Gallery 101 is pleased to present Behind Between Beyond
A multi media installation of artwork by Miya Turnbull and Roxanne Lafleur
Exhibition walkthrough by Firegrove Studio
Opening (In-person): Saturday July 31. 2-5 pm
Artist talk (Zoom): Friday August 13. 6-7pm EST. Artist Talk recording
Tuesday, Wednesday, Friday, Saturday noon-5 PM
Please see COVID Protocols below
Behind Between Beyond is a two-person exhibition exploring personal narratives that use masks, drawing, bookmaking, video, and photography to move beyond usual tropes of self-portraiture to self-representations of multiple states of being. Rooted in Miya Turnbull’s mixed-Japanese Canadian, and Roxanne Lafleur’s Northern Franco-Ontarian identities, these works resonate together in quiet, powerful conversation, inviting viewers into nuanced explorations of personhood, one’s sense of place, and belonging.
Miya describes her practice in mask-making as a way to examine the multiplicities of ‘self’, particularly in states of in-betweenness. Some masks explicitly explore Miya’s Japanese cultural identity through the use of traditional to contemporary Japanese motifs and pop culture imagery, while other masks explore identity in a broader sense of multi-faceted personhood, through the layering of masks on top of masks, misaligning the facial features, or using the inside space of the masks. The digital realm offers further explorations into obfuscation and blurring, through layered videos and photographs.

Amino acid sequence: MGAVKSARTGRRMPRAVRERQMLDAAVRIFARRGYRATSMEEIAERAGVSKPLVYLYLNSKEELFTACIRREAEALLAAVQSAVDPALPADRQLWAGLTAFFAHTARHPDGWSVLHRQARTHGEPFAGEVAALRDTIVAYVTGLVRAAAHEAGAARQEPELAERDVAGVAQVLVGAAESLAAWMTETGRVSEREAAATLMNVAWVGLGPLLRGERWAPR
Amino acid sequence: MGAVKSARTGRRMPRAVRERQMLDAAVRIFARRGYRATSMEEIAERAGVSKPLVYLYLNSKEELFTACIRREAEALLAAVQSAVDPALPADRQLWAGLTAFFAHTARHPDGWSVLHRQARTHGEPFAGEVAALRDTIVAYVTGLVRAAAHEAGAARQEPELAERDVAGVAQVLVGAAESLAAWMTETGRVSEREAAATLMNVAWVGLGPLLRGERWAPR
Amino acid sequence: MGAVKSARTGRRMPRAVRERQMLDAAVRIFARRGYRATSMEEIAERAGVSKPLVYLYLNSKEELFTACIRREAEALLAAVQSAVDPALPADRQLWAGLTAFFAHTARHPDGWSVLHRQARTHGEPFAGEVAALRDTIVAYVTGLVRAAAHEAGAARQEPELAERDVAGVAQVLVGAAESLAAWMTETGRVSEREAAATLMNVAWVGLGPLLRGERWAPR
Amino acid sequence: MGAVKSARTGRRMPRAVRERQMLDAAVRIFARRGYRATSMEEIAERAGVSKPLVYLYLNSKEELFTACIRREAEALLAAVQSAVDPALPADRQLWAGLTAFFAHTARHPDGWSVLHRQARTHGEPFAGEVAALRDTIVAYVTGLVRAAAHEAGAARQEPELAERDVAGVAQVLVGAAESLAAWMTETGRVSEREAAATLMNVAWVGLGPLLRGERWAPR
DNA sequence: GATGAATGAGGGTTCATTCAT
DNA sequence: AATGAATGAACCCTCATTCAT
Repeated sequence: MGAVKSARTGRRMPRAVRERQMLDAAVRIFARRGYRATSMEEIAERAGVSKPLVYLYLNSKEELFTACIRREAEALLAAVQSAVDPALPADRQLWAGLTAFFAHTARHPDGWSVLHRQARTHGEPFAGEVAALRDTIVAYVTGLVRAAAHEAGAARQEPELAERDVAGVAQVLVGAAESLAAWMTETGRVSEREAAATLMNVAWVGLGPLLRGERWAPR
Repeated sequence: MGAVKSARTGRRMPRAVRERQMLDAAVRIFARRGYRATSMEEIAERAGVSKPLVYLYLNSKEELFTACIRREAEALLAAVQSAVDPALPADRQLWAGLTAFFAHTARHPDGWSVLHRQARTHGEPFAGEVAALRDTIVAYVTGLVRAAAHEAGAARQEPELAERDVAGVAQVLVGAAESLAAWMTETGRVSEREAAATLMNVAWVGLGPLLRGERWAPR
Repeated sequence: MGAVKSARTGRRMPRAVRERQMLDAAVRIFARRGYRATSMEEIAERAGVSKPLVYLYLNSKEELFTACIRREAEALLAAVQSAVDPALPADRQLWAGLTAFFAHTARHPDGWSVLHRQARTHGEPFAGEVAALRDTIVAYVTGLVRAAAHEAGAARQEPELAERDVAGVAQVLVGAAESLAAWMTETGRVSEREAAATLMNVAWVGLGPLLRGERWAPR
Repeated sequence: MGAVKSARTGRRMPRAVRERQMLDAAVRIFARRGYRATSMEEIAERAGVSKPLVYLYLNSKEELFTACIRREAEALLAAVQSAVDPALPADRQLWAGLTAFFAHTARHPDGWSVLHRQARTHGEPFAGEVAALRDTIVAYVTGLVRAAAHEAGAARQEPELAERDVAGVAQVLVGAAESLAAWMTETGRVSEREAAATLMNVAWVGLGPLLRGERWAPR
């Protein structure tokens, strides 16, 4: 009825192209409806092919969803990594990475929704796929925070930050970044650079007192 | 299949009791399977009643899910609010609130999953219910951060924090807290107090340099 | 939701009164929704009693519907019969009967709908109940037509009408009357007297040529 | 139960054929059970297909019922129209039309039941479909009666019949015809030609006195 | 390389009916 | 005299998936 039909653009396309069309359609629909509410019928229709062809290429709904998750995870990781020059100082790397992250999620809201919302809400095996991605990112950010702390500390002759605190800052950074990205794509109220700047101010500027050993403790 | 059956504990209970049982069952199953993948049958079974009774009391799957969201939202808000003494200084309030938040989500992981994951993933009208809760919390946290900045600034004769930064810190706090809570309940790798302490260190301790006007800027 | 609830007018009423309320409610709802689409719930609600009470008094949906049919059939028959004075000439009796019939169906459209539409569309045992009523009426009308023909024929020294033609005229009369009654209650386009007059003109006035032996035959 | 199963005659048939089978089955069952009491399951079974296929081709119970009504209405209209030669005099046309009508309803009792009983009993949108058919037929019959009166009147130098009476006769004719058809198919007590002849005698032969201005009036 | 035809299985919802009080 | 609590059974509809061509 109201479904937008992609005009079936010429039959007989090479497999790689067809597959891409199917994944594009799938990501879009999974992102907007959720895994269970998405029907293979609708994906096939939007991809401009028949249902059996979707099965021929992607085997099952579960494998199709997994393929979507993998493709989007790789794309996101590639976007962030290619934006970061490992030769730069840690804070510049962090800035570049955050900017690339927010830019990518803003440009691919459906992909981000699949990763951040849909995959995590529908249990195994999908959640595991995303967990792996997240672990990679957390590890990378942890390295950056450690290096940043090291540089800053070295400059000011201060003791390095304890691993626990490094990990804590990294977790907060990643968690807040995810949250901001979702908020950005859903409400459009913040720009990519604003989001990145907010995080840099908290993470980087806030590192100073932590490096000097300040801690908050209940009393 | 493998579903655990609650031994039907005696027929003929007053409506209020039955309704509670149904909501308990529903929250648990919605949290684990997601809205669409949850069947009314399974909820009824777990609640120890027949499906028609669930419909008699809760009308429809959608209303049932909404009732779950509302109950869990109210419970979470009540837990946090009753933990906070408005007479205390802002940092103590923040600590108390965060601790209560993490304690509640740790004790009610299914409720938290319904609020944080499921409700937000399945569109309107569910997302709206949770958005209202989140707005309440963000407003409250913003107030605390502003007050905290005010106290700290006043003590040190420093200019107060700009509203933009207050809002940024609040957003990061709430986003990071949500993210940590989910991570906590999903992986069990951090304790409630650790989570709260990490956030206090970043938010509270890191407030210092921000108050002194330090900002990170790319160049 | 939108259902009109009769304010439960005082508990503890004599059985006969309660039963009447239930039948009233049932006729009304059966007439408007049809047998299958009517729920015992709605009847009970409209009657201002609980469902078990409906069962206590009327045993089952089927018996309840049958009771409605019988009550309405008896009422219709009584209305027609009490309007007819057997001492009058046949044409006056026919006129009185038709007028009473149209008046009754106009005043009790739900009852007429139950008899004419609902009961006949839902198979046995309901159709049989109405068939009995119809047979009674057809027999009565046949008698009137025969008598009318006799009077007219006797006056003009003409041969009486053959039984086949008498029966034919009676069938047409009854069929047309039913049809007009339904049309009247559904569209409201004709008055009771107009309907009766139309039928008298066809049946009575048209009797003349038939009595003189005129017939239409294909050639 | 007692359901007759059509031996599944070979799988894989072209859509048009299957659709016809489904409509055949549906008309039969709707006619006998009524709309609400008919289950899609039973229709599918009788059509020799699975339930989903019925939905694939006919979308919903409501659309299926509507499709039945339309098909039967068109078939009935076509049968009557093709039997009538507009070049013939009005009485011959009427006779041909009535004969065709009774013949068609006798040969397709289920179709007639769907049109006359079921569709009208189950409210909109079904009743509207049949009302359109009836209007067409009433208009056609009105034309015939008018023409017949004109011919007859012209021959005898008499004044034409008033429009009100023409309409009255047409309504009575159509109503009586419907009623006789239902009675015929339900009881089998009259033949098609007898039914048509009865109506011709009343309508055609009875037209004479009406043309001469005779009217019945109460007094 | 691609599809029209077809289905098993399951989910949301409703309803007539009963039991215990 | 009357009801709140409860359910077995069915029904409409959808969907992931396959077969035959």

Masks appear in Roxanne Lafleur’s work De mère en mer (From Mother to Sea) through large, delicately rendered drawings of a radiotherapy mask used in her mother’s cancer treatments. Her meditations on fragile and ephemeral states of being flow from the masks to two hand bound artist books. One book is a large scale French language book/installation focusing on loss, memory, and connections to the waters of Northern Ontario and the St.Lawrence River. A second English language, photo-based artist book takes readers on an airplane journey exploring themes of nostalgia, displacement, belonging, and grief. At the core of Roxanne’s work is the importance of recognizing our fundamental need to belong and to maintain strong relationships with each other and with nature to ensure the well-being of all.
Roxanne Lafleur would like to acknowledge funding support from the Ontario Arts Council, an agency of the Government of Ontario.
Miya Turnbull acknowledges the support of Arts Nova Scotia.
- No registration is required to attend the vernissage or to visit the gallery.
- Masks must be worn indoors.
- Please maintain social distancing with those outside your household.
- Please do not visit if you’ve been experiencing, or have been in contact with someone with COVID symptoms.